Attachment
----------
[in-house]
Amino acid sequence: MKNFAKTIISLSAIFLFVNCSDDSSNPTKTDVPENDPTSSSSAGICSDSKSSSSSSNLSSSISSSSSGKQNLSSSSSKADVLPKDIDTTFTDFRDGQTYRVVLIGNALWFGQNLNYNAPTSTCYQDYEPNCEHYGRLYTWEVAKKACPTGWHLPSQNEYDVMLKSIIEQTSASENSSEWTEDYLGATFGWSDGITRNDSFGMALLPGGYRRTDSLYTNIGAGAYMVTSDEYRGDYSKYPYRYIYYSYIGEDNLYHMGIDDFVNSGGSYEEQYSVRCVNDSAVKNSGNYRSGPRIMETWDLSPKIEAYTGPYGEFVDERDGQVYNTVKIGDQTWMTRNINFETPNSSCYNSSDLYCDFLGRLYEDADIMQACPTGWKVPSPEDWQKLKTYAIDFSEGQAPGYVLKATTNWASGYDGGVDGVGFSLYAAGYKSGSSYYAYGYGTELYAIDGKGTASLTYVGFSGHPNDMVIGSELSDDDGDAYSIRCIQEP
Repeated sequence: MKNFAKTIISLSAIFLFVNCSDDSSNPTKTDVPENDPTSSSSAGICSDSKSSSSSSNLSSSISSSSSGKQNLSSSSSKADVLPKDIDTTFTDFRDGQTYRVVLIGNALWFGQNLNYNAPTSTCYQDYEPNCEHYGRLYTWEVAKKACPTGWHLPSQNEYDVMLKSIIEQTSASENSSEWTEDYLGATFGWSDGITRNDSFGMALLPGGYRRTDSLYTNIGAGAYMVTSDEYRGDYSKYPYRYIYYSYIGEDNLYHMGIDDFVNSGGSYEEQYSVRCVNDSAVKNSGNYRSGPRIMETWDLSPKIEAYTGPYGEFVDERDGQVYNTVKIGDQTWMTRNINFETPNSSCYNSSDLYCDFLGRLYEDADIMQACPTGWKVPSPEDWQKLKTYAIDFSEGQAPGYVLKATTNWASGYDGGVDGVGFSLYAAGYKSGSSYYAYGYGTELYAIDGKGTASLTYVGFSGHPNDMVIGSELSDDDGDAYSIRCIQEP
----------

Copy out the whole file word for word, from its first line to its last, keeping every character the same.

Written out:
[in-house]
Amino acid sequence: MKNFAKTIISLSAIFLFVNCSDDSSNPTKTDVPENDPTSSSSAGICSDSKSSSSSSNLSSSISSSSSGKQNLSSSSSKADVLPKDIDTTFTDFRDGQTYRVVLIGNALWFGQNLNYNAPTSTCYQDYEPNCEHYGRLYTWEVAKKACPTGWHLPSQNEYDVMLKSIIEQTSASENSSEWTEDYLGATFGWSDGITRNDSFGMALLPGGYRRTDSLYTNIGAGAYMVTSDEYRGDYSKYPYRYIYYSYIGEDNLYHMGIDDFVNSGGSYEEQYSVRCVNDSAVKNSGNYRSGPRIMETWDLSPKIEAYTGPYGEFVDERDGQVYNTVKIGDQTWMTRNINFETPNSSCYNSSDLYCDFLGRLYEDADIMQACPTGWKVPSPEDWQKLKTYAIDFSEGQAPGYVLKATTNWASGYDGGVDGVGFSLYAAGYKSGSSYYAYGYGTELYAIDGKGTASLTYVGFSGHPNDMVIGSELSDDDGDAYSIRCIQEP
Repeated sequence: MKNFAKTIISLSAIFLFVNCSDDSSNPTKTDVPENDPTSSSSAGICSDSKSSSSSSNLSSSISSSSSGKQNLSSSSSKADVLPKDIDTTFTDFRDGQTYRVVLIGNALWFGQNLNYNAPTSTCYQDYEPNCEHYGRLYTWEVAKKACPTGWHLPSQNEYDVMLKSIIEQTSASENSSEWTEDYLGATFGWSDGITRNDSFGMALLPGGYRRTDSLYTNIGAGAYMVTSDEYRGDYSKYPYRYIYYSYIGEDNLYHMGIDDFVNSGGSYEEQYSVRCVNDSAVKNSGNYRSGPRIMETWDLSPKIEAYTGPYGEFVDERDGQVYNTVKIGDQTWMTRNINFETPNSSCYNSSDLYCDFLGRLYEDADIMQACPTGWKVPSPEDWQKLKTYAIDFSEGQAPGYVLKATTNWASGYDGGVDGVGFSLYAAGYKSGSSYYAYGYGTELYAIDGKGTASLTYVGFSGHPNDMVIGSELSDDDGDAYSIRCIQEP